Gaffney couldn’t be stopped: He be­came a board mem­ber for Sierra Watch, ral­lied troops to speak at pub­lic meet­ings, and in 2014, he made an an­nounce­ment via so­cial me­dia that he was step­ping down as a Squaw am­bas­sador. (Wirth, for his part, has said that Gaffney was never of­fi­cially an am­bas­sador.) In 2017, when the women’s World Cup came to Squaw, the first time it has hosted one since 1969, Gaffney or­ga­nized a small protest and held up signs that read “Wa­ter­parks don’t be­long here.”

“Work­ing against a bil­lion-dol­lar com­pany is a big chal­lenge,” Gaffney says. “Money has the power to in­flu­ence peo­ple. But the so­cial con­se­quences re­veal an in­fec­tion spread­ing and I wanted to be on the side of treat­ing it.”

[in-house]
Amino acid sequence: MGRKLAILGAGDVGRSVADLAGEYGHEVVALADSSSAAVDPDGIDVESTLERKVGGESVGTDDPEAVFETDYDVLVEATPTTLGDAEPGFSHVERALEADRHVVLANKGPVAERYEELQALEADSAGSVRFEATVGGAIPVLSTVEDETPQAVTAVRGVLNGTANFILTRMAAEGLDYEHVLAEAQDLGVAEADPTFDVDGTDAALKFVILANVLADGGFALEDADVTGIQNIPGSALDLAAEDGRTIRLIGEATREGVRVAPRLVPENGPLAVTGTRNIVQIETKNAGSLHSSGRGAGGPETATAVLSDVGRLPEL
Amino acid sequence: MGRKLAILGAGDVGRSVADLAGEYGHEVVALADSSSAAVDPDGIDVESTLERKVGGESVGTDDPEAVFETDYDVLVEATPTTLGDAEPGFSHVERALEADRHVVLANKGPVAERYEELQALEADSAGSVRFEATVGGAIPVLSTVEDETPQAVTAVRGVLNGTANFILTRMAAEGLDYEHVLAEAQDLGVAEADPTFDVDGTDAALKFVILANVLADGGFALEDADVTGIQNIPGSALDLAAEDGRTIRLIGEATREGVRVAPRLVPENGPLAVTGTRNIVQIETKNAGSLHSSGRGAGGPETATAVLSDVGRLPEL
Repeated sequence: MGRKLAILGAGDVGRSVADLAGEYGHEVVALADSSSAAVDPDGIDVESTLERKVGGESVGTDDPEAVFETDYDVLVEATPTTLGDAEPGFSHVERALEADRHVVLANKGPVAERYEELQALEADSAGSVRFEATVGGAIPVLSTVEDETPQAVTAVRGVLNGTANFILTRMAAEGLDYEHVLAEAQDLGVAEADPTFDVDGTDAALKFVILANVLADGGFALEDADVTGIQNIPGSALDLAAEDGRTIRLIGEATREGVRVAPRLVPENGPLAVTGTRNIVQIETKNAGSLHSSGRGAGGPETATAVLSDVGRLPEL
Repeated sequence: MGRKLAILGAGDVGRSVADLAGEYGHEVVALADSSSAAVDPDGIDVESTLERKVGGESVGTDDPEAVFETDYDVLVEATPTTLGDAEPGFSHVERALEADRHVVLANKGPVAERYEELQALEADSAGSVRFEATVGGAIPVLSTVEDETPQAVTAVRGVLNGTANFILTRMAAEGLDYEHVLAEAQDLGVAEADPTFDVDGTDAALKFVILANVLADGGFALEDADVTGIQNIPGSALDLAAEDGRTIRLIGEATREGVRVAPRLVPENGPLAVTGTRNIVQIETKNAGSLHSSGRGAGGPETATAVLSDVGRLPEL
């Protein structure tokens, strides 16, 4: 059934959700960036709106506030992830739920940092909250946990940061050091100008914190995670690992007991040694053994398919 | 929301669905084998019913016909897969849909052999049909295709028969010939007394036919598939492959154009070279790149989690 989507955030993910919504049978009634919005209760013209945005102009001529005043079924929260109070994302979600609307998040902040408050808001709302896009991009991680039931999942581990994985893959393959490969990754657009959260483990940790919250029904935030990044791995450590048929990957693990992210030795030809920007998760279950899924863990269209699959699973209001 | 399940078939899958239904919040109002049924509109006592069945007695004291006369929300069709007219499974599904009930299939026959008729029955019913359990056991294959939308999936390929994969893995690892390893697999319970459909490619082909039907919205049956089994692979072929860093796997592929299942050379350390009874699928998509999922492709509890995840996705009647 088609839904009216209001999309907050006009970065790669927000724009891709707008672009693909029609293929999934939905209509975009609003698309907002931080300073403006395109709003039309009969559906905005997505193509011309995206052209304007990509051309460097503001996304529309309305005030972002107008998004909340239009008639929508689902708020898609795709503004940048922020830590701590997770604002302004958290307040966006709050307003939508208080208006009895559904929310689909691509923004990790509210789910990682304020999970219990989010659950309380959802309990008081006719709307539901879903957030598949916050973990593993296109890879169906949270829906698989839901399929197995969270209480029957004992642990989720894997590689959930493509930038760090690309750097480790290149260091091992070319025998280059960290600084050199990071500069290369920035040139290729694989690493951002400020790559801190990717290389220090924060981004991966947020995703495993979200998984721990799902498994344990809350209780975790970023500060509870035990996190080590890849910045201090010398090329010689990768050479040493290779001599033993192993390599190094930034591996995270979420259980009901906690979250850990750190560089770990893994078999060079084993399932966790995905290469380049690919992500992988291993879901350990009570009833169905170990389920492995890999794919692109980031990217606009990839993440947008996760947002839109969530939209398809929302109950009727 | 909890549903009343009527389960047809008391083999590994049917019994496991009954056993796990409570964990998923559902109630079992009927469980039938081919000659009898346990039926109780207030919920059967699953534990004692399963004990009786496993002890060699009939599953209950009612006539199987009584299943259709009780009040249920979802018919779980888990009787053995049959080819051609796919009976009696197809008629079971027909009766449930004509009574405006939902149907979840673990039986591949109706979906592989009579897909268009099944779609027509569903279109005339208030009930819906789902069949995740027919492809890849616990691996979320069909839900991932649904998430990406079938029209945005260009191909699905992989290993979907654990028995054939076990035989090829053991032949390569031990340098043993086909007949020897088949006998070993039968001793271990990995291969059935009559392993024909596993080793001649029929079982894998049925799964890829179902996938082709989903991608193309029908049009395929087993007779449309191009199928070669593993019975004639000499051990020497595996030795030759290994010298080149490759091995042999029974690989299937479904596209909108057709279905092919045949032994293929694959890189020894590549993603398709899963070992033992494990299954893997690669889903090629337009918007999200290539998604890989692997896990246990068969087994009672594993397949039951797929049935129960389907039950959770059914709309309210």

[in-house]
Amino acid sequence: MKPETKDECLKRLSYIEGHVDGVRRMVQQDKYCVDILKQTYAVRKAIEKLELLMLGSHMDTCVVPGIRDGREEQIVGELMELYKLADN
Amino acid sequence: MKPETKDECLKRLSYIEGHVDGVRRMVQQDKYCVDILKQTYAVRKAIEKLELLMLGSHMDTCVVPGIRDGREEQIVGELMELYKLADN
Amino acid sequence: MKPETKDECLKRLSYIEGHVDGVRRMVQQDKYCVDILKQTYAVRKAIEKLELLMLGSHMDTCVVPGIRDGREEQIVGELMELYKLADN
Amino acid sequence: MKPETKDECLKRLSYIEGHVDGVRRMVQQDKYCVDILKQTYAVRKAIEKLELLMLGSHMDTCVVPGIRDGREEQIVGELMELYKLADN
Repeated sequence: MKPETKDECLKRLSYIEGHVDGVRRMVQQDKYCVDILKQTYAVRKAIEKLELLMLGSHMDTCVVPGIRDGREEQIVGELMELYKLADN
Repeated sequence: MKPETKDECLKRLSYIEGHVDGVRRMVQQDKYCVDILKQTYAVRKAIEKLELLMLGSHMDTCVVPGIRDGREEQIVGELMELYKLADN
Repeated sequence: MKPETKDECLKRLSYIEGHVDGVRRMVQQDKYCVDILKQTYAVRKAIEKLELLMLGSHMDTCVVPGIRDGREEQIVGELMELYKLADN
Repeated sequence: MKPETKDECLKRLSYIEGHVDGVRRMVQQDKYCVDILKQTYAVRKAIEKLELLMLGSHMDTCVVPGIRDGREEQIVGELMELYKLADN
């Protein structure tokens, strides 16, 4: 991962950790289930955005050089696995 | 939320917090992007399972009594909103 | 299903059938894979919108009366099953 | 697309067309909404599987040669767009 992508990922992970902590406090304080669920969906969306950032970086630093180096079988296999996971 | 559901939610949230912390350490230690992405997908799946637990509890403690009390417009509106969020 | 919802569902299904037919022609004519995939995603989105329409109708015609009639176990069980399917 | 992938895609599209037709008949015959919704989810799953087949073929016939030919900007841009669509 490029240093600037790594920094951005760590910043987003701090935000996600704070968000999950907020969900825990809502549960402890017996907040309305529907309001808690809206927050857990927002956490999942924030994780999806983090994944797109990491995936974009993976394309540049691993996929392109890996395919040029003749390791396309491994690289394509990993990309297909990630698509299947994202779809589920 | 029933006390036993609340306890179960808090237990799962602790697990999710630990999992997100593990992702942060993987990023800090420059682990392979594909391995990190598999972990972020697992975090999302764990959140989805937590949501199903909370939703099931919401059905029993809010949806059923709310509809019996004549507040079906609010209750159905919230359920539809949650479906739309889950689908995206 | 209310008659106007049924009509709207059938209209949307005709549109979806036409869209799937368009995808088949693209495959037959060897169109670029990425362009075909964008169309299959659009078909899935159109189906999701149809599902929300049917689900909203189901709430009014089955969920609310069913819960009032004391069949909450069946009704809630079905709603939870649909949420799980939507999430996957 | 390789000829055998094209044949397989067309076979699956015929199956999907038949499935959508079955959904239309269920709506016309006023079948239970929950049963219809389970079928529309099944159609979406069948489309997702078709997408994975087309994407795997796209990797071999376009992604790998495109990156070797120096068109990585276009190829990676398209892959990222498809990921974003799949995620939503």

I’m run­ning across the Squaw Val­ley park­ing lot in my ski boots, late for an ap­point­ment with Andy Wirth. Tower 16, a con­sis­tent pitch be­low the tram­line, had been es­pe­cially good af­ter another storm de­posited a few more inches, and I had to squeeze in an ex­tra lap.

I show up in Wirth’s of­fice breath­less and sweat­ing through my long un­der­wear. Wirth moved here seven years ago for the CEO job from Steam­boat Springs, Colo., where he’d started as an in­tern in the mid-80s and worked his way up to senior vice pres­i­dent of sales and mar­ket­ing. He’s a savvy vet­eran in the re­sort man­age­ment in­dus­try, but in Ta­hoe, he’s a rel­a­tive new­comer.

The goal at Squaw, he says, is to im­prove the qual­ity and va­ri­ety of lodg­ing to keep the re­sort com­pet­i­tive. He says com­mu­nity in­put has been a main pri­or­ity—they’ve held 400 pub­lic meet­ings, con­ducted con­sumer re­search, and ef­fected changes

based on that in­put, he says.